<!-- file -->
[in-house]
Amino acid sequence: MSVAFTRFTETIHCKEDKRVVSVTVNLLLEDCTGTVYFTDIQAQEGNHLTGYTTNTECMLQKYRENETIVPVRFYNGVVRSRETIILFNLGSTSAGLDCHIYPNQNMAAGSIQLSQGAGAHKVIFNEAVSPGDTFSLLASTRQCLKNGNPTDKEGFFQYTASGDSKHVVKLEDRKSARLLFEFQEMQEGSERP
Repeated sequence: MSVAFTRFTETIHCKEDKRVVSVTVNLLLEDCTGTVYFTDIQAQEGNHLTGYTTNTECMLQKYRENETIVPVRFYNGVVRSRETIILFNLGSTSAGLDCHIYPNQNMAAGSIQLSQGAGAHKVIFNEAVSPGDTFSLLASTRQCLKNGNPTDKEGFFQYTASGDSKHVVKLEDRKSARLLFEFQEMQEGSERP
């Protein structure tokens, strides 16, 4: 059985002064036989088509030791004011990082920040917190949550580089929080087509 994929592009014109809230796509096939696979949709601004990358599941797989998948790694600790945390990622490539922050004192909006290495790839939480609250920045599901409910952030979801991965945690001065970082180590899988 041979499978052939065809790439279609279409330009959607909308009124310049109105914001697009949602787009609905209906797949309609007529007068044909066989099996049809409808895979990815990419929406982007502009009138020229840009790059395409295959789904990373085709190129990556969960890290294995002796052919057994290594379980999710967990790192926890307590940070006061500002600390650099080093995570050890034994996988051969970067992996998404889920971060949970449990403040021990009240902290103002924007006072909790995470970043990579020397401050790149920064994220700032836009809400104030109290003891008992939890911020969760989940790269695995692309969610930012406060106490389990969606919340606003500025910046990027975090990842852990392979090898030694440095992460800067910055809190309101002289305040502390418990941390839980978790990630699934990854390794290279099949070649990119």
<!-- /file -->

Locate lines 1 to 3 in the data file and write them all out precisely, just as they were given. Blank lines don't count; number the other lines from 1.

[in-house]
Amino acid sequence: MSVAFTRFTETIHCKEDKRVVSVTVNLLLEDCTGTVYFTDIQAQEGNHLTGYTTNTECMLQKYRENETIVPVRFYNGVVRSRETIILFNLGSTSAGLDCHIYPNQNMAAGSIQLSQGAGAHKVIFNEAVSPGDTFSLLASTRQCLKNGNPTDKEGFFQYTASGDSKHVVKLEDRKSARLLFEFQEMQEGSERP
Repeated sequence: MSVAFTRFTETIHCKEDKRVVSVTVNLLLEDCTGTVYFTDIQAQEGNHLTGYTTNTECMLQKYRENETIVPVRFYNGVVRSRETIILFNLGSTSAGLDCHIYPNQNMAAGSIQLSQGAGAHKVIFNEAVSPGDTFSLLASTRQCLKNGNPTDKEGFFQYTASGDSKHVVKLEDRKSARLLFEFQEMQEGSERP